Meet the design guru trying to make Windows Phone relevant

Former Nike designer Albert Shum joined Microsoft five years ago to infuse design thinking into the software giant's product development process.

Microsoft's Albert Shum takes a picture with a smartphone running Windows Phone software at the Digital Life Design conference in Munich in 2011 Miguel Villagran/Getty Images

You might not know who Albert Shum is, but it's a pretty good bet you know some of the products he helped design.

He was among the group of designers working in Nike's famed Innovation Kitchen that created the earliest prototypes that would ultimately become its Nike+ performance monitoring product line. When Microsoft hired him five years ago, he and a team cooked up the tile-based interface that was centerpiece of the company's Windows Phone debut.

Shum is a new breed of Microsoftie, a creative type that the company needs as it works to win over consumers that have learned to crave great design. As it competes against the slick styling and increasingly seamless experiences created Apple, Amazon, and Samsung, Microsoft has tried to shift away from a culture where programming chops often trump design flourishes. Shum believes he needs to help weave more "right-brained" creative thinking to a "left-brained" engineering culture.

"That's really the special sauce," said Shum, general manager of the Windows Phone Design Studio.

Microsoft has come late to the design ethos. In 1999, Microsoft cofounder Bill Gates mocked the early candy-colored iMacs, quipping at a financial analyst conference, "The one thing Apple's providing now is leadership in colors. It won't take long for us to catch up with that, I don't think."

Shum's design group, with 88 employees, is at the heart of reframing design as a business strategy at Microsoft. He helped lead the effort to overhaul the company's smartphone efforts, coming up with a new tile-based interface that is simple, clear, and perhaps most important, uniquely Microsoft's.

"The end result is something fresh, fun, and functional," CNET Reviews' Bonnie Cha wrote in 2010, when the new Windows Phone operating system debuted.

Of course, Windows Phone faces huge challenges. It held just 2.9 percent of the market for smartphone operating systems in the U.S. in December, dwarfed by Apple's iOS and Google's Android operating systems, according to ComScore. Worse still, it's not a big part of the conversion about smartphones. Facebook just made headlines with a new skin that runs on top of Android. Samsung, which makes Windows Phone devices, has thrown much of its considerable weight behind the Android-running Galaxy S4, which should debut in a few weeks.

And all the terrific design in the world can't overcome the meager support from wireless carriers who often push consumers to models running competing operating systems. That, in turn, discourages developers from creating must-have apps for Windows Phone devices. It puts Microsoft on the wrong side of the virtuous cycle.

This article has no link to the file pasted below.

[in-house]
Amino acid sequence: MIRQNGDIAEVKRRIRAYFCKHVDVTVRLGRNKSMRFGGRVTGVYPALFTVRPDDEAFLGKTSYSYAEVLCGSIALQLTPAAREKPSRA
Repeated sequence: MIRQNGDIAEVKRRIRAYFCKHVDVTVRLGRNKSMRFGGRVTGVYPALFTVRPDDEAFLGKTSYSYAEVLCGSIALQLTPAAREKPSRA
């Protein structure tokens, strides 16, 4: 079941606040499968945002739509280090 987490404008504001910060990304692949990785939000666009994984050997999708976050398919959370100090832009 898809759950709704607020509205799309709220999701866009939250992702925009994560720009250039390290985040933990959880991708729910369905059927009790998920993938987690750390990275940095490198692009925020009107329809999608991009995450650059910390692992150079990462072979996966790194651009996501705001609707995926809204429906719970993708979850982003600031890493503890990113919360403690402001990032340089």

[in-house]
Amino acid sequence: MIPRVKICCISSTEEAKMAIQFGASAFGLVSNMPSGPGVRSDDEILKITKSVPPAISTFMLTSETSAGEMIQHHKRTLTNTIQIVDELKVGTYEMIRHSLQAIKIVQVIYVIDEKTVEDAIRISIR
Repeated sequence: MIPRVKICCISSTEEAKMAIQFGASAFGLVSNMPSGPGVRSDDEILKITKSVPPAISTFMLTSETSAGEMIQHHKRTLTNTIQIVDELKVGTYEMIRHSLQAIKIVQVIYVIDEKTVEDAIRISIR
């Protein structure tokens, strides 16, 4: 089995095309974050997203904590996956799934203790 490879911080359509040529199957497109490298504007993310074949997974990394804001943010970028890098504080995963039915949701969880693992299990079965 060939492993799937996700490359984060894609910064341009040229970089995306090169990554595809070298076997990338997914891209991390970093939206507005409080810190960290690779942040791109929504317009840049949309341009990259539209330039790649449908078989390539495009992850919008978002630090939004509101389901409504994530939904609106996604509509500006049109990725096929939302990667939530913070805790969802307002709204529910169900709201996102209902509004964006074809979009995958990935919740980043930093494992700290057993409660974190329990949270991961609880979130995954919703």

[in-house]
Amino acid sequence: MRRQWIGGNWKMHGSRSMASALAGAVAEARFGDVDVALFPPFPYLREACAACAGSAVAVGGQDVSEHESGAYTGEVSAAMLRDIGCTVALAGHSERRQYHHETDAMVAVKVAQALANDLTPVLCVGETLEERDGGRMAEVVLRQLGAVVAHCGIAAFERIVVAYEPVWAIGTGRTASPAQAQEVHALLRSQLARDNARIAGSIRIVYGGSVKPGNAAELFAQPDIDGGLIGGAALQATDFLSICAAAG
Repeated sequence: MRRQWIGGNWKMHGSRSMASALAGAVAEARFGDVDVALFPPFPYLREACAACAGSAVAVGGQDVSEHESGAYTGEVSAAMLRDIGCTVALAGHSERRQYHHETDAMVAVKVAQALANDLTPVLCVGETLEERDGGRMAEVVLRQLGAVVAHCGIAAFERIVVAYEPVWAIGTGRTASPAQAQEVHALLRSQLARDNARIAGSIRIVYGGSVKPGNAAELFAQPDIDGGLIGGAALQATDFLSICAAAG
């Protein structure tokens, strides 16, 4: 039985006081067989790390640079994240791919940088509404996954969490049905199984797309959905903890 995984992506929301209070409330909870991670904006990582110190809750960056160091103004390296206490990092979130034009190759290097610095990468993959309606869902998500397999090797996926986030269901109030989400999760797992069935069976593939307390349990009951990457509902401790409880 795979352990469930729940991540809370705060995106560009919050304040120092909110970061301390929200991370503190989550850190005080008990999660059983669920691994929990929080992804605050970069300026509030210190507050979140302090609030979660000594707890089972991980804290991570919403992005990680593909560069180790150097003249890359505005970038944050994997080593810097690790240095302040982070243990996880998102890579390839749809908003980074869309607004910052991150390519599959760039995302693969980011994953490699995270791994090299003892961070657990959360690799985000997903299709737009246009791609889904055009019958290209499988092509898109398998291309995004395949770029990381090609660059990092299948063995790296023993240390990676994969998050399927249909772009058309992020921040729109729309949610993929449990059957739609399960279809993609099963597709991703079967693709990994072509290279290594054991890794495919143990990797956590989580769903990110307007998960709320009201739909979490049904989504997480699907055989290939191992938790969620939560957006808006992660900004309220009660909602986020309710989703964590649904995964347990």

But Shum's efforts to make Windows Phone more compelling for consumers is central to seizing market share. And the notion that design is part of the development of a product from the very beginning is something that Microsoft is still getting used to.

"The way we approach design has really shifted in the last few years," Shum said.

Born in Hong Kong, Shum, 46, moved with his family to Winnipeg, Manitoba, when he was eight. His father, a taxi driver in Hong Kong, opened a restaurant in his new hometown, where Shum occasionally worked.

"I can make a mean omelet," Shum said.

As a kid, he was always interested in art, drawing pictures like the Japanese Manga comics he loved. He also was keen on tinkering, taking apart his bike and trying to put it back together. It was that mix of technical and creative pursuits that drew him the University of Waterloo, outside of Toronto, where he hoped to become an architect.

While studying architecture, Shum realized that only a handful of architects got to create the sort of iconic buildings that he loved.

"There are only one or two Frank Gehrys in the world," Shum said.

Moreover, he learned that he liked working on smaller projects with quicker turnarounds. That led him into the world of product design, where he still could mix art and engineering. One of his college co-ops was with Northern Telecom, where he worked on handsets.

"In some ways, I've been working on phones way too long," Shum said.

He earned a mechanical engineering degree from Waterloo in 1990 and headed to Stanford University, where he received a master's degree in product design.